Monday, November 24, 2008
Let Caterpillar Have the Big Three – Wall Street’s Hillary flop and Geithner bounce - Visualizing Roosevelt
by Bernie Quigley
- for The Hill on 11/24/08
We face here today a cultural sea change. Volvo-driving liberal Senators who have not driven an American car since their fathers taught them how to drive in ’52 Chevies with three on the column and brakes you had to begin to apply a block before negotiating the turn, are in a panic to pour money into Detroit. It would be a done deal already if Mitt Romney, who knows something about cars and about Detroit, hadn’t spoken up last Tuesday in a New York Times op-ed saying the car manufacturers would have a better chance of recovery if they were allowed to go bankrupt.
Panic is in the air but it is not clear that there is any need or reason for it. It would be good if Obama could avoid the denial/panic cycle that we have been chasing these last months and years. It leads to the Do Anything Syndrome. Ethanol? Rust belt bailouts? The war on Iraq? Windmills?
The current upheaval in the financial markets suggests a turning, but this has been suggested for months, even years. That it is happening now could well relate simply to the uncertainty of the November election, continuing now do to Obama’s administration picks and the apparent shift in theme from change to return: A return to Clintonism. It wasn’t what the world wanted. It wasn’t what the world expected.
Stocks rose 494 points in the last hour of trading Friday when word leaked that New York Fed president Timothy Geithner, 47, would be appointed Treasury secretary. They had dropped 873 points in the two days before after a general slide with the fatalistic news that the Clintons would be back in the White House administration with Hillary at Foggy Bottom.
Seen simply as products by us consumers, Geithner is a new face to us, young and unheard of by most although he is well connected to Treasury administrators Robert Rubin and Lawrence Summers. That he has studied Japanese and Chinese and has lived in present-day Zimbabwe, India, Thailand and China (according to his Wiki bio) points in the right direction. And it might even offset the gnarly and contentious Summers, whose patronizing tutorials to Japan showed a fundamental misunderstanding of the East and his tenure as Harvard’s President illustrated a fundamental misunderstanding of most everything in human nature.
Geithner is what we want, what we chose and what we came to expect in a new Obama Presidency. In packaging alone, he looks smart. Even if he is incompetent we won’t know for at least six months.
Hillary on the other hand is the same old Chevrolet, retooled and recromed, but the same old wagon. The stock bounce at three o’clock Friday should help explain things. It should be a warning to Obama that his administration begins to look like Clinton III, as they put it in The Wall Street Journal. So far only Geithner breaks the pattern. And now with Bill Richardson on board it is again back to the Clintons. Obama needs new faces. All new faces. Young people like Geithner unheard of by us before. It is exactly how Kennedy and Reagan began to make their mark and it is marketing 101. There can be no turning back in this administration or it will fail and fail fast.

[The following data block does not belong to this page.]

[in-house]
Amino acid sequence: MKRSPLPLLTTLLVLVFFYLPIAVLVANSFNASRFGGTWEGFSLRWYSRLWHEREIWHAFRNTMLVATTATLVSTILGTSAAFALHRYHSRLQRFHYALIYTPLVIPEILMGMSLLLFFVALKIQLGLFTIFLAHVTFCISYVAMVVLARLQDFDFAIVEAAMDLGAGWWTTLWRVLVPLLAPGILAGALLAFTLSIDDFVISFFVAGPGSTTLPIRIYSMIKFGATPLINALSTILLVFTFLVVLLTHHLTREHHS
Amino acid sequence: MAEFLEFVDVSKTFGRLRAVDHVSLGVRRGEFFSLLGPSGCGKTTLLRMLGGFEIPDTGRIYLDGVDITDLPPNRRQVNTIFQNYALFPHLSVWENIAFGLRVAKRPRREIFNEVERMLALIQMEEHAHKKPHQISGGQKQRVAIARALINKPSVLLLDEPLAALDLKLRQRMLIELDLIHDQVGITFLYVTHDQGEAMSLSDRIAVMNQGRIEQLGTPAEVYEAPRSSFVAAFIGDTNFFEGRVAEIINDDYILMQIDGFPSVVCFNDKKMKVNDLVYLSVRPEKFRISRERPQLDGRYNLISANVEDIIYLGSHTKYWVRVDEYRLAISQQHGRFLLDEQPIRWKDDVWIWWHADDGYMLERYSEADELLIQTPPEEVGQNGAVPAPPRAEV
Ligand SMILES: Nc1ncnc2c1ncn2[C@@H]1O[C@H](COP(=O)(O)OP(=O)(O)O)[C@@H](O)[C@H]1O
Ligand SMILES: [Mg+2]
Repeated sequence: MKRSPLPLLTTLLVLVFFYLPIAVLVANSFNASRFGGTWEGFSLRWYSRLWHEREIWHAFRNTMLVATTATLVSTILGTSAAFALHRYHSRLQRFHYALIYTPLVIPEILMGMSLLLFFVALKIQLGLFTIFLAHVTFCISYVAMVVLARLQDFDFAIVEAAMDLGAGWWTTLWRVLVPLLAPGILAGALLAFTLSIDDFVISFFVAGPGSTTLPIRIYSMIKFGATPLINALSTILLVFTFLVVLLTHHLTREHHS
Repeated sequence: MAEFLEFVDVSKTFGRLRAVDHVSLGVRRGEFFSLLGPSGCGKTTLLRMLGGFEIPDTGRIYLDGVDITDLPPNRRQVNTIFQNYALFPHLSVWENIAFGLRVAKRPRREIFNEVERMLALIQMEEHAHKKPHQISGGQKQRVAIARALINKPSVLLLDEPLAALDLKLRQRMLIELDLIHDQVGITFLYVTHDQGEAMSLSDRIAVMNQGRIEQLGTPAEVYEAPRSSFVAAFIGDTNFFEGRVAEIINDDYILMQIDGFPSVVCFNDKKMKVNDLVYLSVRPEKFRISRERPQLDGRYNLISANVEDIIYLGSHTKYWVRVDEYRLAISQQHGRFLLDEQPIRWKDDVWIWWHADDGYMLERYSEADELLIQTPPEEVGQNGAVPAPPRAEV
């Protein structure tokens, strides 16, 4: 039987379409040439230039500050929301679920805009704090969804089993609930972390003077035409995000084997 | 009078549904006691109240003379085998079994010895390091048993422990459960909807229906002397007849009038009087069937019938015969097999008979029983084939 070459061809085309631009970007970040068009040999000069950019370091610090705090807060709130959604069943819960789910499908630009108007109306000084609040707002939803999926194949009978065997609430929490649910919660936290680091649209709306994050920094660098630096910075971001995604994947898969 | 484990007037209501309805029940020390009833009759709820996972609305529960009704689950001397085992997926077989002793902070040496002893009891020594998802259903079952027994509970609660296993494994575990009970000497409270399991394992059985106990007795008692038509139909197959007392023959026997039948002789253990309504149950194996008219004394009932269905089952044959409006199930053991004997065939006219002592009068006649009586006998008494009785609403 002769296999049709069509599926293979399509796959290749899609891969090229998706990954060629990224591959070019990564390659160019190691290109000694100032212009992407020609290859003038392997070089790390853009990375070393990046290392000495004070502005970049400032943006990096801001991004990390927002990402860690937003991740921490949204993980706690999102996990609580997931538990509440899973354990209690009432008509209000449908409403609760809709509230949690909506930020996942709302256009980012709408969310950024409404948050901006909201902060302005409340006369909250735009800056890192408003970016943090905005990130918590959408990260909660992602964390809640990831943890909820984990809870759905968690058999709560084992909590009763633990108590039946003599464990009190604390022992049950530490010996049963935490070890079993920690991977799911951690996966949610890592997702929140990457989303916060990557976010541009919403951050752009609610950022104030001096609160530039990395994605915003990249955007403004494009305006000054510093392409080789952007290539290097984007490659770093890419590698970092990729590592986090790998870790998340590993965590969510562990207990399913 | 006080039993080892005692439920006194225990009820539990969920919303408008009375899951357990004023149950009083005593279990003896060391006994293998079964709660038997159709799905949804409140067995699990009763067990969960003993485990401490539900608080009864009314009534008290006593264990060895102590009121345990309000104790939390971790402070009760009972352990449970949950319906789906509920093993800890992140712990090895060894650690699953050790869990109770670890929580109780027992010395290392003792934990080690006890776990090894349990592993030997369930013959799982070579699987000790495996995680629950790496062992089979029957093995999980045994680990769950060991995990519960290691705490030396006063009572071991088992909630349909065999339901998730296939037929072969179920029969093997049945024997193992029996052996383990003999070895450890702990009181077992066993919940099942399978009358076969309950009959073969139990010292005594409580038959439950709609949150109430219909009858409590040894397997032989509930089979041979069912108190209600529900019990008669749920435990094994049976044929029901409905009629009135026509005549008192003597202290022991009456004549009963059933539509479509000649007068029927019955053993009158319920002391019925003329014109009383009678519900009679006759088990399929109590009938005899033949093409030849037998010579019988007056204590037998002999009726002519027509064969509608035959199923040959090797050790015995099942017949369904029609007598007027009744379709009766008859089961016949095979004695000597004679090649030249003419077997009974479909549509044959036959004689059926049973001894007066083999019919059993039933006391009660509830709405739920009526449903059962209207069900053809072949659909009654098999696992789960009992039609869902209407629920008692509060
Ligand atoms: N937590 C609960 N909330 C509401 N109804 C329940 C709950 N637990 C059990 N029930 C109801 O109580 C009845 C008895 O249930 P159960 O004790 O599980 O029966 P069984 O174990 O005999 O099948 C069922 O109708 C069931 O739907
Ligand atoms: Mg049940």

Hillary, Biden, Richardson . . . half the whole line up. You know what Obama’s problem is? He’s nice. That could be a problem.
Congress might think of convening a special session of realists, inviting only those among them who drive American cars and trucks. People like Senator Jon Tester, a farmer from Montana with fingers missing to prove it. He had some good comments at the car hearings last week about half tons.
Noel Perrin, a folkloric Dartmouth professor who recently passed away, might be researched as well by this lace curtain Congress. There was a time when urban types like the editorial board of The New York Times, which contracted the vapors this week when they saw a clip of Sarah Palin at a turkey farm, would read his First Person Rural books and want to move up here to become sometimes farmers like Noel, and buy an old truck and learn how to drive a tractor and work a chain saw. But it was revealed this week that the Times entire board of elders was apparently fully unaware that the turkey they will eat this Thanksgiving was once a living being.
You learn these things in the country. Brutal and strange things. Like the moon moves to different places in the sky at night while you are sleeping. Things happen. It can really creep you out. There was a time when great New Yorkers like E.B. White moved up here to leave that and find this.